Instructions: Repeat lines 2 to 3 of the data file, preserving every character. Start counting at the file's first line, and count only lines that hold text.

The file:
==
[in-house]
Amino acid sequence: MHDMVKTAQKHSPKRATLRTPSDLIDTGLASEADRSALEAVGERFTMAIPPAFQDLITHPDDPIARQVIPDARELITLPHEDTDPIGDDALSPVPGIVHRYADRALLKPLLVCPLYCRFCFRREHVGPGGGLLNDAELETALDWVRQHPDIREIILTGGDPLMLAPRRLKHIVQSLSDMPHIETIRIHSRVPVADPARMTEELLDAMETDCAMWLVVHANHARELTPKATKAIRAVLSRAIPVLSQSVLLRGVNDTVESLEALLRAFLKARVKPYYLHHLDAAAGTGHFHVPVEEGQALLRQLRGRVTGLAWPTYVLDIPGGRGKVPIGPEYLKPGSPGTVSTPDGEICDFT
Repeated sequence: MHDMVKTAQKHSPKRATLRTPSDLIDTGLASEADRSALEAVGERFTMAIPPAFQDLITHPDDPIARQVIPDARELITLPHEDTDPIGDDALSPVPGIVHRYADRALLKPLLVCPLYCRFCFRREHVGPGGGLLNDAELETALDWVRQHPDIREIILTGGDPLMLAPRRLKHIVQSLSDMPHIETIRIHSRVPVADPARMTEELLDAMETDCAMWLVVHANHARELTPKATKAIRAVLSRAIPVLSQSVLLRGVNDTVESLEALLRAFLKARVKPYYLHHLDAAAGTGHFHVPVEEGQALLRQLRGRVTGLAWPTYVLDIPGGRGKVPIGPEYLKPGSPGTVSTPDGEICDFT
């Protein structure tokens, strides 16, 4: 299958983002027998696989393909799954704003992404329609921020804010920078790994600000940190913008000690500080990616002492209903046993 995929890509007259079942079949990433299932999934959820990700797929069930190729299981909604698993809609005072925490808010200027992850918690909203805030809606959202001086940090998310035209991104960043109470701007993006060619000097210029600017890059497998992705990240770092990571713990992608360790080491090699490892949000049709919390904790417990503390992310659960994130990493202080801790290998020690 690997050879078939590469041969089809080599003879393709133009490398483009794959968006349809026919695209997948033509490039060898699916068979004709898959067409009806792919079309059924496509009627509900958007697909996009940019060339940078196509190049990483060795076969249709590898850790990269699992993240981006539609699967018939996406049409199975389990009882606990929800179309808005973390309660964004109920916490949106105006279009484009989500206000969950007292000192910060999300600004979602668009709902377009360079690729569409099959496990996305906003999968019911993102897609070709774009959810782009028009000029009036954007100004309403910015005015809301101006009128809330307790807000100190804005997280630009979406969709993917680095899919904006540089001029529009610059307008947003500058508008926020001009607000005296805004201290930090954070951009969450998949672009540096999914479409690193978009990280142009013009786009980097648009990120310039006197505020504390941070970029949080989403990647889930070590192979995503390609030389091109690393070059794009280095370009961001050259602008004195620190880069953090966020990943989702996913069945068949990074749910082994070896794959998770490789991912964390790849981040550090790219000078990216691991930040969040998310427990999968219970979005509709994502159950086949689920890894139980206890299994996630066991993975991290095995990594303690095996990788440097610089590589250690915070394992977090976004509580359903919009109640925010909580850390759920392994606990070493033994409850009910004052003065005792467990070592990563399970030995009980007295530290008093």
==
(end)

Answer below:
Amino acid sequence: MHDMVKTAQKHSPKRATLRTPSDLIDTGLASEADRSALEAVGERFTMAIPPAFQDLITHPDDPIARQVIPDARELITLPHEDTDPIGDDALSPVPGIVHRYADRALLKPLLVCPLYCRFCFRREHVGPGGGLLNDAELETALDWVRQHPDIREIILTGGDPLMLAPRRLKHIVQSLSDMPHIETIRIHSRVPVADPARMTEELLDAMETDCAMWLVVHANHARELTPKATKAIRAVLSRAIPVLSQSVLLRGVNDTVESLEALLRAFLKARVKPYYLHHLDAAAGTGHFHVPVEEGQALLRQLRGRVTGLAWPTYVLDIPGGRGKVPIGPEYLKPGSPGTVSTPDGEICDFT
Repeated sequence: MHDMVKTAQKHSPKRATLRTPSDLIDTGLASEADRSALEAVGERFTMAIPPAFQDLITHPDDPIARQVIPDARELITLPHEDTDPIGDDALSPVPGIVHRYADRALLKPLLVCPLYCRFCFRREHVGPGGGLLNDAELETALDWVRQHPDIREIILTGGDPLMLAPRRLKHIVQSLSDMPHIETIRIHSRVPVADPARMTEELLDAMETDCAMWLVVHANHARELTPKATKAIRAVLSRAIPVLSQSVLLRGVNDTVESLEALLRAFLKARVKPYYLHHLDAAAGTGHFHVPVEEGQALLRQLRGRVTGLAWPTYVLDIPGGRGKVPIGPEYLKPGSPGTVSTPDGEICDFT